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MTU and German Armed Forces conclude maintenance framework agreement

MTU and German Armed Forces conclude maintenance framework agreement

Over the next five years, MTU Aero Engines, Germany’s leading engine manufacturer, will maintain TP400-D6 engines from the Airbus A400M military transport aircraft for the German Armed Forces. The framework agreement is between the Federal Office of Bundeswehr Equipment, Information Technology and In-Service Support (BAAINBw) and MTU.

“Germany now has an all-encompassing maintenance concept in place for the TP400-D6,” said Michael Schreyögg, MTU’s Chief Program Officer. “We are delighted to be pioneering with the German Armed Forces once again. In 2002, MTU and the German Air Force were the first in the market to establish a cooperation for the maintenance of weapon systems. Now, we are the first certified company to maintain the TP-400-D6 based on civil MRO procedures. Demonstrating, once more, that we embody our role as the leading industrial company for engines operated by the German Armed Forces.”

Colonel Ingo Feierabend of the BAAINBw is also thrilled with the result of the contract negoti-ations: “This agreement ensures the operational readiness of the TP400-D6 engine, and in turn the German Air Force’s A400M fleet, for the next five years. At the same time, the first facility that is DEMAR 145-approved to carry out maintenance of military aeronautical equip-ment is up and running. This marks a milestone that will set the stage for more projects in the future.”

Multi-level maintenance concept Maintenance of the German A400M engines takes place on several maintenance levels: the German Air Force carries out maintenance and repair work on wing (maintenance levels 1 and 2), whereas more extensive repairs at maintenance levels 2-OFF and 3 are performed by the aviation industry. The aim of the maintenance concept is to guarantee the German Armed Forces receives efficient maintenance services tailored to their operational requirements.

MTU is responsible for the teardown of the engines into their individual modules and accesso-ries. These are then sent to their respective manufacturer for repair and overhaul. The TP400-D6 is a joint project between the major engine manufacturers in Europe: MTU in Germany, Industria de Turbo Propulsores in Spain, Safran Aircraft Engines in France and Rolls-Royce in the United Kingdom cooperate as part of the Europrop International (EPI) engine consortium. Each of the partners carries out module repair respective to its work share. MTU’s stake comprises the intermediate-pressure section – intermediate-pressure compressor, intermedi-ate-pressure turbine and intermediate-pressure shaft – plus the final assembly of all produc-tion engines. Following the return of the repaired modules, the engines are re-assembled at MTU and then sent to MTU Maintenance Berlin-Brandenburg, where the acceptance tests take place. The Ludwigsfelde-based facility boasts the only production test cell for the TP400-D6 engine – one of the most advanced worldwide.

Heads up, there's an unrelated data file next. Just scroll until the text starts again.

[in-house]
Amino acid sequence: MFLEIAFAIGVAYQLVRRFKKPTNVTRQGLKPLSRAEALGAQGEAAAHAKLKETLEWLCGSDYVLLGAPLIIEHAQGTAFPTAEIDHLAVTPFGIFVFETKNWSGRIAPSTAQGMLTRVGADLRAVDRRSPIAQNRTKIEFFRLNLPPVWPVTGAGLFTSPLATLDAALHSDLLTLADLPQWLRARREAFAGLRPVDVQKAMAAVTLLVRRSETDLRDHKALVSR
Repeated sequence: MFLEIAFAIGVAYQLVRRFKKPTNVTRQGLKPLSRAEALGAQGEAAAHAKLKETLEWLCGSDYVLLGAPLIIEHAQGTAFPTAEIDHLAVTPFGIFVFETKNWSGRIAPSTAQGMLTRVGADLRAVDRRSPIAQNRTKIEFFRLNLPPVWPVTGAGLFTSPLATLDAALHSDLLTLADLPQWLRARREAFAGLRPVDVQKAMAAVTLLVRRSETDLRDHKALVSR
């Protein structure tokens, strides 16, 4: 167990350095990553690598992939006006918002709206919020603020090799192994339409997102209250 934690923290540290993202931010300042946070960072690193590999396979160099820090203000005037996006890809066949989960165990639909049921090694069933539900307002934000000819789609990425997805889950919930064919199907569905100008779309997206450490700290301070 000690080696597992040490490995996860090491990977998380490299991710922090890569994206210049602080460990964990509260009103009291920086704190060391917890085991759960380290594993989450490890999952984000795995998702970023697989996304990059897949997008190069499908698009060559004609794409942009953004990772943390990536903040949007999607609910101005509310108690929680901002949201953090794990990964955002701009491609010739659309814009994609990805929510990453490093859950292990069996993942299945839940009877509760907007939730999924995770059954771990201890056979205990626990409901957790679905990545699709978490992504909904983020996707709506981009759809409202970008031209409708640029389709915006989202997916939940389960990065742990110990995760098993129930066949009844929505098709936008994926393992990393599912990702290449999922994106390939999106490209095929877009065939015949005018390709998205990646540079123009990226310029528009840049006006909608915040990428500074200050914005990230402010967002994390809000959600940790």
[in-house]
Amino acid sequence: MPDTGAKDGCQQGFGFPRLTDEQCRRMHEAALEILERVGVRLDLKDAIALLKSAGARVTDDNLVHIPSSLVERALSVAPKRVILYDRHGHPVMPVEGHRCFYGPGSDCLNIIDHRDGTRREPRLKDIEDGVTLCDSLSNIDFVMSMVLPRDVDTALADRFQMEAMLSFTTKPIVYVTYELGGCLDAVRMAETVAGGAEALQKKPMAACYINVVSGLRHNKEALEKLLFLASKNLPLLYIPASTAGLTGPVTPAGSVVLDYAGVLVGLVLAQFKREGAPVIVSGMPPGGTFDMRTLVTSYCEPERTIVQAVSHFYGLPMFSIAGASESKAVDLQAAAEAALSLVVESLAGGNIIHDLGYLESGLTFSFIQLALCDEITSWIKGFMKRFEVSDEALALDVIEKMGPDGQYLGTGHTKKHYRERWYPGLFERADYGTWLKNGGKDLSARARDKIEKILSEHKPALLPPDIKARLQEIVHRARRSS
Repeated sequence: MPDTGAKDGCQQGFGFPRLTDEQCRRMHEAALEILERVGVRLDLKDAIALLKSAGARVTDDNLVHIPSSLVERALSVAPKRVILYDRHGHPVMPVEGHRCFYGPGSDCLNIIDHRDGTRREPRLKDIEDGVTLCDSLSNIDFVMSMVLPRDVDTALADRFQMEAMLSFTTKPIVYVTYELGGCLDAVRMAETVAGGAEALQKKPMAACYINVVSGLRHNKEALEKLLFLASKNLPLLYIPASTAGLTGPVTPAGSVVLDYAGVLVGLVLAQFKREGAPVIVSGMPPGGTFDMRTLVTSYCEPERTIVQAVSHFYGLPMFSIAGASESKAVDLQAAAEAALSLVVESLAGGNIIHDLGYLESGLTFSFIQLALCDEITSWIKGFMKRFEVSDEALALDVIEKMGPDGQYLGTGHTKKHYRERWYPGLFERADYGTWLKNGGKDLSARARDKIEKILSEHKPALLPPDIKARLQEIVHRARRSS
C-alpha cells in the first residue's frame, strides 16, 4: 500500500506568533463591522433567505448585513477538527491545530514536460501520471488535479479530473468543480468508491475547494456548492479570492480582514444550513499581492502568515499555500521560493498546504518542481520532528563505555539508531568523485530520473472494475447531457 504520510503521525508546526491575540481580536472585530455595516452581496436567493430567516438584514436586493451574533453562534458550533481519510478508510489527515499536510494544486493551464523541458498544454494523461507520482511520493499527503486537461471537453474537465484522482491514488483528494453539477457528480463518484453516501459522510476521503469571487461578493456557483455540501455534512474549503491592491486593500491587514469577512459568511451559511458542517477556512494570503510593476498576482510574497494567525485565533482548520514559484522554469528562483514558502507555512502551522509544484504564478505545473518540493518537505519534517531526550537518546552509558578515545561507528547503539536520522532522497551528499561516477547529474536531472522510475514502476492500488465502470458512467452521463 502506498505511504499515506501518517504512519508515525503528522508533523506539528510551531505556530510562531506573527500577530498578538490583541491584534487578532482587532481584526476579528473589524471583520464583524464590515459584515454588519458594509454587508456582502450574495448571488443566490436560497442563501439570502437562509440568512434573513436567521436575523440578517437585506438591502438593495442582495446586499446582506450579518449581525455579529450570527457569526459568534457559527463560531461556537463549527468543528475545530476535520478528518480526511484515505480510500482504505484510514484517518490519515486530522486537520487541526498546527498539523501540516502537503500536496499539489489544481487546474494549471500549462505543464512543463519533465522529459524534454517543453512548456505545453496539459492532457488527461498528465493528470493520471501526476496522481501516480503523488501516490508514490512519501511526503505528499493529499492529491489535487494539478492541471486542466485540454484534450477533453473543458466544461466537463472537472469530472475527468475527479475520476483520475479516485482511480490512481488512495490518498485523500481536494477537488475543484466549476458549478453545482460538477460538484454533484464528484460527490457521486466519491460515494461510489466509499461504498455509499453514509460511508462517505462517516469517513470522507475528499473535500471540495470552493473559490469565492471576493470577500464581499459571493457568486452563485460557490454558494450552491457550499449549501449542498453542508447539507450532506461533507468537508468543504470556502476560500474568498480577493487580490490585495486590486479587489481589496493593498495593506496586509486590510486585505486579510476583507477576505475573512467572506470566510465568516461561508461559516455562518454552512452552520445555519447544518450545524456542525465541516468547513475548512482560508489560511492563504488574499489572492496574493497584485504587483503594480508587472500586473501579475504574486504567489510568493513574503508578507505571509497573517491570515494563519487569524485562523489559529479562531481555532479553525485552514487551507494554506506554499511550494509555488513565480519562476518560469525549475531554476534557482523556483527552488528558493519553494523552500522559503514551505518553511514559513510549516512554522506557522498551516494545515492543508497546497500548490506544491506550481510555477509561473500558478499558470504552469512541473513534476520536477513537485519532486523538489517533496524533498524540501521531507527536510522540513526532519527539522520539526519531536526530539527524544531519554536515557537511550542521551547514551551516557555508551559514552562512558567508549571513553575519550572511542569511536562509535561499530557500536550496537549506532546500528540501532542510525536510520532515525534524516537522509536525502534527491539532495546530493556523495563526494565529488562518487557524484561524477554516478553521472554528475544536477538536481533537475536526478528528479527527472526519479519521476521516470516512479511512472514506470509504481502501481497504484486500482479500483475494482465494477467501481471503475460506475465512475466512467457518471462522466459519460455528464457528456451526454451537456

The TP400-D6 is the Western world's most powerful turboprop engine; an A400M military transport aircraft is powered by four of the propulsion systems. The three-shaft engine fea-tures a propeller with a diameter of 5.3 meters and delivers a maximum output of 11,000 shaft horsepower. The German Air Force put its first Airbus military transport aircraft into ser-vice three years ago. In total, the German Armed Forces will receive 53 of the transporters.

New ground was broken with the TP400-D6 maintenance concept for many reasons. While the TP400-D6 is used on a military aircraft, it has been certified to civil aviation standards. Therefore, the maintenance work must be coordinated accordingly. The rules and guidelines developed were integrated in the new European Military Airworthiness Requirements (EMAR); implementation is governed by DEMAR145, which specifies the requirements for mainte-nance organizations in Germany.

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